New U.S. District Court Judge for the Northern District of Georgia Steve Jones. Photo by Zachary D. Porter/Daily Report 03/14/11
New U.S. District Court Judge for the Northern District of Georgia Steve Jones. Photo by Zachary D. Porter/Daily Report 03/14/11 (File)

An Alabama homeowner is suing a U.S. subsidiary of London bank HSBC in federal court in Atlanta, claiming it has engaged in a long-running illegal kickback scheme over homeowners insurance.

Alabama resident Robin Blackburn also is seeking class-action status. The proposed class includes anyone who has had a loan or line of credit with HSBC Finance Corp. or its affiliates that is secured by a home mortgage and who has been charged for a “force-placed” hazard or flood insurance policy. The suit also names as a defendant insurance company Assurant Inc. and American Security Insurance Co.

“Force-placed” insurance is purchased by a lender or mortgage servicer for mortgaged properties and then billed to the property owner to protect the lender’s interest in the property against fire, flood, wind or other hazards, according to the suit.

Although the suit acknowledges that lenders “generally have the right to force-placed insurance…where the property securing the loan is not insured by the borrower,” it claims that HSBC has “flagrantly” abused that right by back-dating force-placed insurance policies, billing excessive prices and accepting kickbacks from Assurant Inc.

“At issue is whether HSBC and Assurant have been unjustly enriched by manipulating the force-placed insurance process so as to systematically engage in a kickback scheme,” the plaintiff claims.

Regulators scrutinizing

According to the suit, which was filed in November, force-placed insurance practices are attracting the growing scrutiny of regulators across the country.

Last year, the superintendent of New York’s Department of Financial Services testified at state insurance hearings that an investigation on force-placed insurance uncovered “exponentially higher premiums” than regular homeowner’s insurance; serious harm to distressed borrowers because of a lack of market competition and because the costs were embedded in the mortgages; “tight relationships between banks, their subsidiaries and insurers” and “systematic kickback scheme.”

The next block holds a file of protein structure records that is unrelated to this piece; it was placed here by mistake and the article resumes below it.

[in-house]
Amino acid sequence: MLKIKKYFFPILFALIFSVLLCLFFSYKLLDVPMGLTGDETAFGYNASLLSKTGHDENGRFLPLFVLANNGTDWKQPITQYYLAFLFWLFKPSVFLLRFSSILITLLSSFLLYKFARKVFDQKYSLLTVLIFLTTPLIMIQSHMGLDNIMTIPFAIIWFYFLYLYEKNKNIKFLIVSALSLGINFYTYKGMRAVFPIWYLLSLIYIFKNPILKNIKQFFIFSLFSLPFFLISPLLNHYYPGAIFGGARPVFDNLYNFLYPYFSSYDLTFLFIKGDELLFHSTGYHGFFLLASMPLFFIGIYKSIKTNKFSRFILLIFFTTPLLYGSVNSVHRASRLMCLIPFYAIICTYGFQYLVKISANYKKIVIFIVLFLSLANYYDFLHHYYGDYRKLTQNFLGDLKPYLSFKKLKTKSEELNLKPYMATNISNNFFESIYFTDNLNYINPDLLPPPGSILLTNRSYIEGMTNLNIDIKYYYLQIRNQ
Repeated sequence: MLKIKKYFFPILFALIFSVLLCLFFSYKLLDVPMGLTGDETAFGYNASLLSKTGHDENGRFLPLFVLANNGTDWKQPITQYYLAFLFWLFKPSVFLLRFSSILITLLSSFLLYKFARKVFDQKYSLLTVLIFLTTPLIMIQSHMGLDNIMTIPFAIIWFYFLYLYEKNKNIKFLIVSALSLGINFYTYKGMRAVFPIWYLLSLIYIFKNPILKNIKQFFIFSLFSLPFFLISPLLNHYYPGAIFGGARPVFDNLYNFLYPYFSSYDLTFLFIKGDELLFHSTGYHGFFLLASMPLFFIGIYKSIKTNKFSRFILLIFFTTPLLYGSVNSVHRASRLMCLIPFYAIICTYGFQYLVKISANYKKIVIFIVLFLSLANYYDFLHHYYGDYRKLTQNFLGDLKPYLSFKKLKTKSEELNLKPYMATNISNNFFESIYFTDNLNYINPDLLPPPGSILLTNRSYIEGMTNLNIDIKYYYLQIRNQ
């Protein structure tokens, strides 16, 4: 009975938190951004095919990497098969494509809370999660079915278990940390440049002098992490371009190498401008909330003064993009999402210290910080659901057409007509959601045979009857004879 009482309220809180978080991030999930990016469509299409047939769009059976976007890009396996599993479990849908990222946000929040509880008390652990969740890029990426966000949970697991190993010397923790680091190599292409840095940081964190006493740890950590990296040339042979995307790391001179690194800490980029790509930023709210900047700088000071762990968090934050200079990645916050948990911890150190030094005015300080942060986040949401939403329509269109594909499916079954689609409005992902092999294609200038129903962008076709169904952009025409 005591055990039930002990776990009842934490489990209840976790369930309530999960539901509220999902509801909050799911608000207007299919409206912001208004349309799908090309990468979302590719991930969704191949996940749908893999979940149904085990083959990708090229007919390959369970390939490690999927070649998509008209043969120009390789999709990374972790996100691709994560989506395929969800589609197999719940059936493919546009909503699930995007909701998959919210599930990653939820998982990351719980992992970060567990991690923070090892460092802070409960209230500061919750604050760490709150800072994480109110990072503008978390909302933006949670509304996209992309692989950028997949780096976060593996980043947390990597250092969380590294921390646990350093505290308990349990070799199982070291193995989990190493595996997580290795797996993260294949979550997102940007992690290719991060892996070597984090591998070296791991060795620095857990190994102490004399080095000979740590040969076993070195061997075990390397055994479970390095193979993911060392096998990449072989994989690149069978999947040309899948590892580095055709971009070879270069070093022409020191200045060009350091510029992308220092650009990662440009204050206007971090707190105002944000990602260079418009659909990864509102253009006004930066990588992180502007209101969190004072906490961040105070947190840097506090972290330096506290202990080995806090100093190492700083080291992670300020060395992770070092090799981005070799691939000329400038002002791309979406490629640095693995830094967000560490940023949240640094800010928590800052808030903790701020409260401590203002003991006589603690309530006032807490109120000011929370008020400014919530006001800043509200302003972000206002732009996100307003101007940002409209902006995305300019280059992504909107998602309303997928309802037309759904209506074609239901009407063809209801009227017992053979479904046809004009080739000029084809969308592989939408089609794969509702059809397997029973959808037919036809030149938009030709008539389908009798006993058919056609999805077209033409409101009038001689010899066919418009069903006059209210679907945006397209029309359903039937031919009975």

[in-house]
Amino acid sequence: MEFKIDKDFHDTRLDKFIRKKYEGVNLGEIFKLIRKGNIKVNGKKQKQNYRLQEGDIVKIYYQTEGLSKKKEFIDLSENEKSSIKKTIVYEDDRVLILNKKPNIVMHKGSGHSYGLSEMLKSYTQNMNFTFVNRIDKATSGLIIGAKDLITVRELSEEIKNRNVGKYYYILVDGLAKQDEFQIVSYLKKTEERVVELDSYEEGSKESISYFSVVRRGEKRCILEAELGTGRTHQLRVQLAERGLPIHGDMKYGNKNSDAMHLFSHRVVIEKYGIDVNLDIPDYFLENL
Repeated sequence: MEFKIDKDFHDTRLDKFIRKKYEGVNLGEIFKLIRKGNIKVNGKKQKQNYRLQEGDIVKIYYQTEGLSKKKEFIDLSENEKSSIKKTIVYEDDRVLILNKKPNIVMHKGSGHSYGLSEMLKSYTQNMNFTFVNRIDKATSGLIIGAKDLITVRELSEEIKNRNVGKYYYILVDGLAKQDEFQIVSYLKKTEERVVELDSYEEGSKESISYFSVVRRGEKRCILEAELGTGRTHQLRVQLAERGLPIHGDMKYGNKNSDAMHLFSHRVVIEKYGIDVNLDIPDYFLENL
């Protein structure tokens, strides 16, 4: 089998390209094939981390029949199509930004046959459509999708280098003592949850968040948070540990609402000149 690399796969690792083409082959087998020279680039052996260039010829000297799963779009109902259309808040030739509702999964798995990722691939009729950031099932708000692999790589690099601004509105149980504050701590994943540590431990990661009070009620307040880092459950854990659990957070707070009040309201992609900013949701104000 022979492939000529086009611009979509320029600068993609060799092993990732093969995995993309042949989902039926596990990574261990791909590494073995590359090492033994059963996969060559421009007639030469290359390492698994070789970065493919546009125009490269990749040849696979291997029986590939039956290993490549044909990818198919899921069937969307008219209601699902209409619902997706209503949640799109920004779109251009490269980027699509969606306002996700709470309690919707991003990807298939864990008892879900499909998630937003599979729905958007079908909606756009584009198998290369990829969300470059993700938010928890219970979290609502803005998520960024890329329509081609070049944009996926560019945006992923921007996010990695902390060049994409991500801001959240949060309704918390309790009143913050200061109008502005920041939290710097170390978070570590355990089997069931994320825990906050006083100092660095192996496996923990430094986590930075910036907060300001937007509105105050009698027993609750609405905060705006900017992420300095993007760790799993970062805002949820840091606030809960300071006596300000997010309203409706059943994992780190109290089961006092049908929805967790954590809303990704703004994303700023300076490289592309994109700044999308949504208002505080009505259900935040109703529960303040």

In September, Assurant and J.P Morgan Chase agreed to a $300 million settlement to resolve accusations that they forced homeowners into buying overpriced property insurance and entered into kickback arrangements that inflated policy prices.

An HSBC spokeswoman declined to comment on the case. Assurant spokesman Robert Byrd told the Daily Report, “We cannot comment on the specifics of the suit, but we intend to vigorously defend against the allegations in this case.” Assurant is represented locally by Christopher Allen Riley of Alston & Bird.

So far, no attorneys have filed notices of appearance on behalf of HSBC in the case.

Atlanta attorney David Bain, who is representing lead plaintiff Blackburn, also declined to comment.

In October, U.S. District Judge Steve Jones ruled that a $100 million suit brought by three metro Atlanta counties against HSBC Holdings Inc. and its U.S. subsidiaries—including HSBC Finance Corp., one of the defendant companies named in Blackburn’s suit—could go forward. The counties—Fulton, DeKalb and Cobb—have claimed that the defendants damaged their property tax bases by luring minority homeowners into loans they could not afford. The judge found that the counties had made plausible claims that HSBC had engaged in a reverse redlining scheme that targeted minority neighborhoods and intentionally stripped equity from the properties and homes it financed.

HSBC has also been the subject of a federal criminal investigation. In December 2012, HSBC and the U.S. Justice Department signed off on a $1.25 billion settlement in connection with allegations that HSBC and its affiliates around the world had illegally laundered hundreds of millions of dollars for drug cartels and foreign countries that were subject to diplomatic or trade sanctions.